A Foodie’s Loyalty

November 15, 2013 4 mins read
A Foodie’s Loyalty

Since I came to Shanghai, I’ve been having almost the exact same lunch every weekday, much to the amazement of some of my colleagues who think that I should be given a Platinum membership card for my customer loyalty.

First of all, coming from a place like Singapore, I have had the widest array of choices when mealtime arrives and that naturally tuned up my taste buds. Add that to the fact that I’m a diehard foodie who is not shy to admit that in places like Penang and Hong Kong, I’ve proven to somewhat possess the same number of stomachs as a cow by wolfing down 5 meals a day!

After the laughter subsides, I shared with them honestly that once I like a dish and fall in love with a particular food joint that produces it in the best way (in my opinion), I can go back to the same place again and again for years. Longest track record so far: Same “bee hoon” (fried vermicelli) weekend breakfast stall for the past 2 decades. And I even went back to it again when I returned home for Mid-Autumn Festival.

Habits and taste buds aside, I thought it will be fun to draw some parallels between my (undying) loyalty to my favorite food places and how this can relate to building a long-term customer relationship.


Nothing turns me off faster than a place that serves a great plate of Char Kway Teow (fried flat noodles with cockles) one day and turns out a horrid one on another. Best part: Both are done by the same cook. Inconsistency in product/service delivery is the most blatant way of telling customers 2 things: One, the person doing this is not an expert (couldn’t figure out success factors) and two, the person does not taste his/her own cooking! Plus, this could be a side-effect from employee/job disengagement. Customers want to know that they can rely on a good provider without surprises.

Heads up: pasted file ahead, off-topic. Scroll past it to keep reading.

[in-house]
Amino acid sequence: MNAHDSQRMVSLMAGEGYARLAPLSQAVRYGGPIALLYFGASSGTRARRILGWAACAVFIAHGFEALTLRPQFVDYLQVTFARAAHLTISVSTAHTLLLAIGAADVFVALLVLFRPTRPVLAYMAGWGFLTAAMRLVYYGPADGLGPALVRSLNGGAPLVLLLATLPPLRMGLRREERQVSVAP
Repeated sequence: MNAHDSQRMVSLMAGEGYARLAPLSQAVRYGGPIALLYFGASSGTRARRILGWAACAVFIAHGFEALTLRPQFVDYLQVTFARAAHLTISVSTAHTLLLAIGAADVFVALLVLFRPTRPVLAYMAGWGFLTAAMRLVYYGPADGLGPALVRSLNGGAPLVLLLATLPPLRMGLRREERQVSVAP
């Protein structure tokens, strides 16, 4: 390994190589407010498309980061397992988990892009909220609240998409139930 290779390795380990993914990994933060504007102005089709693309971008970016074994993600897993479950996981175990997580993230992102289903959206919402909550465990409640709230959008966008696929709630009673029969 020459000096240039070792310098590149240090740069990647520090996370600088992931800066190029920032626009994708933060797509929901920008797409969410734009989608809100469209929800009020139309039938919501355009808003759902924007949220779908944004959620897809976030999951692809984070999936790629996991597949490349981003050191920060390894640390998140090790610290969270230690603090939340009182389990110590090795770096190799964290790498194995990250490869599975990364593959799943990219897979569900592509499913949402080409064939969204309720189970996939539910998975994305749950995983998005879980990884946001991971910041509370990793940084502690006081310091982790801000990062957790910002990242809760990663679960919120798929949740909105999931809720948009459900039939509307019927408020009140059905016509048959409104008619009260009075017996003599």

I have dropped some places off my food list because of this. Understandably, inflation, rising food cost, rising rental etc. had sliced off profit margins from a lot of businesses. Sometimes, despite violent protests, some food places had to raise prices to maintain quality. However, I bear a grudge against operators who appear to have kept prices low, or the same, but reduced the portion of the food or reduced the amount of ingredient in the dish, hoping that no one will notice. Regular customers do notice


While I do not expect red carpet treatment when I patronize my regular operators, but it’s always nice when they recognize a “regular”. Extra points go to operators who can remember the way I like my meal (complex choices of noodles, amount of chilli, dry or soup etc) just by looking at me. All these executed flawlessly without any complex CRM system. It’s just because the operators care about their customers.

Don’t forget me when you become famous

Some operators succeed in getting their name out to the world, especially in the new world of digital media where citizen journalism is the norm. In some places, the operators were able to stay humble and continue to deliver the same good food to more customers without forgetting the old. However, some operators literally turned into prima-donnas and started to impose amazing stunts to show that they are now “famous” (e.g. becoming curt and starting to forget their old regulars).

Always keep in touch

This is so basic but yet so many people forget about it. A notice when you’ve moved, advance notice if you are going on leave etc. is just showing that you think for your customers too, that you know they will miss you because you are a part of their life.

I sometimes feel that customer relationship management has turned into an over-complicated science, with all the new technology and new ways of communication. Sometimes, looking at how the humble mom-and-pop shops manage this, gives me the inspiration to carry on with just the “human-touch”.

Morgan McKinley